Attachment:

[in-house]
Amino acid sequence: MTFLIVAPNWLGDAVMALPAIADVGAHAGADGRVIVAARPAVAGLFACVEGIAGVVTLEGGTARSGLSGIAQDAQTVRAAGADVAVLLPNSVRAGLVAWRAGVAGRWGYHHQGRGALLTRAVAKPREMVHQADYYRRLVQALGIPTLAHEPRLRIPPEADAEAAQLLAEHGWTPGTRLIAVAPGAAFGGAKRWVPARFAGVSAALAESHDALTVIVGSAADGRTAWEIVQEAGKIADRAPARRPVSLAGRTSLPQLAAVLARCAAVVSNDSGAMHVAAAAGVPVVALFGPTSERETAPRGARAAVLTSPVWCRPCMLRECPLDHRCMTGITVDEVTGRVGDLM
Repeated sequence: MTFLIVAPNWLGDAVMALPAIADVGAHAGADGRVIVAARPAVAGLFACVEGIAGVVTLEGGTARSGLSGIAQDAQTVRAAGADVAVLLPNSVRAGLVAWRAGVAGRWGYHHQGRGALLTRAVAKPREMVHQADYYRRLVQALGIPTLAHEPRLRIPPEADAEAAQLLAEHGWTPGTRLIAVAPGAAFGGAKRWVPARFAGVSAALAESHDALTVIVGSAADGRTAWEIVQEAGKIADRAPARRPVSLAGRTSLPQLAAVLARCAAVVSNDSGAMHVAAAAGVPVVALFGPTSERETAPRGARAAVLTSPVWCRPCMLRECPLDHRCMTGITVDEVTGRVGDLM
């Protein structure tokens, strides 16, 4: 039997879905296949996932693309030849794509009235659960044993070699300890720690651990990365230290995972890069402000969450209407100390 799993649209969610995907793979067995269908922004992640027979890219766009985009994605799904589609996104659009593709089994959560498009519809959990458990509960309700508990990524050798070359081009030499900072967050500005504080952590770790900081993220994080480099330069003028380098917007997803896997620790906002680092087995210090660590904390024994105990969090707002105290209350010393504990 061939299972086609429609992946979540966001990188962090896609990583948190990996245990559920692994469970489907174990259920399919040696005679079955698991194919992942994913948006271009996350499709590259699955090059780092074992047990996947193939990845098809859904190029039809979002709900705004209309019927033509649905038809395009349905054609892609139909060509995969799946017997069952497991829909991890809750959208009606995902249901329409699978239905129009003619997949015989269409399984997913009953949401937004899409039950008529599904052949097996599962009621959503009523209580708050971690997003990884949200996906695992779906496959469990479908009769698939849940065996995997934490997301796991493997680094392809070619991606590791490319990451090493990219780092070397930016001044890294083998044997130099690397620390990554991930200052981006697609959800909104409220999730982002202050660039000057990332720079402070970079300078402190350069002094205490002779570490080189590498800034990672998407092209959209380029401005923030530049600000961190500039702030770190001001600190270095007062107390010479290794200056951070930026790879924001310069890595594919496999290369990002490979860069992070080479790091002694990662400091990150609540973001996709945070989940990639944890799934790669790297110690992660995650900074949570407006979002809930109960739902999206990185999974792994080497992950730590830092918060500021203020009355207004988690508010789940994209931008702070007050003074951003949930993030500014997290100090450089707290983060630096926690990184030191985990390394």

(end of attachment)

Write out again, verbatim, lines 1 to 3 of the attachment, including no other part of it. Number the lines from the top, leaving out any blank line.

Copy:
[in-house]
Amino acid sequence: MTFLIVAPNWLGDAVMALPAIADVGAHAGADGRVIVAARPAVAGLFACVEGIAGVVTLEGGTARSGLSGIAQDAQTVRAAGADVAVLLPNSVRAGLVAWRAGVAGRWGYHHQGRGALLTRAVAKPREMVHQADYYRRLVQALGIPTLAHEPRLRIPPEADAEAAQLLAEHGWTPGTRLIAVAPGAAFGGAKRWVPARFAGVSAALAESHDALTVIVGSAADGRTAWEIVQEAGKIADRAPARRPVSLAGRTSLPQLAAVLARCAAVVSNDSGAMHVAAAAGVPVVALFGPTSERETAPRGARAAVLTSPVWCRPCMLRECPLDHRCMTGITVDEVTGRVGDLM
Repeated sequence: MTFLIVAPNWLGDAVMALPAIADVGAHAGADGRVIVAARPAVAGLFACVEGIAGVVTLEGGTARSGLSGIAQDAQTVRAAGADVAVLLPNSVRAGLVAWRAGVAGRWGYHHQGRGALLTRAVAKPREMVHQADYYRRLVQALGIPTLAHEPRLRIPPEADAEAAQLLAEHGWTPGTRLIAVAPGAAFGGAKRWVPARFAGVSAALAESHDALTVIVGSAADGRTAWEIVQEAGKIADRAPARRPVSLAGRTSLPQLAAVLARCAAVVSNDSGAMHVAAAAGVPVVALFGPTSERETAPRGARAAVLTSPVWCRPCMLRECPLDHRCMTGITVDEVTGRVGDLM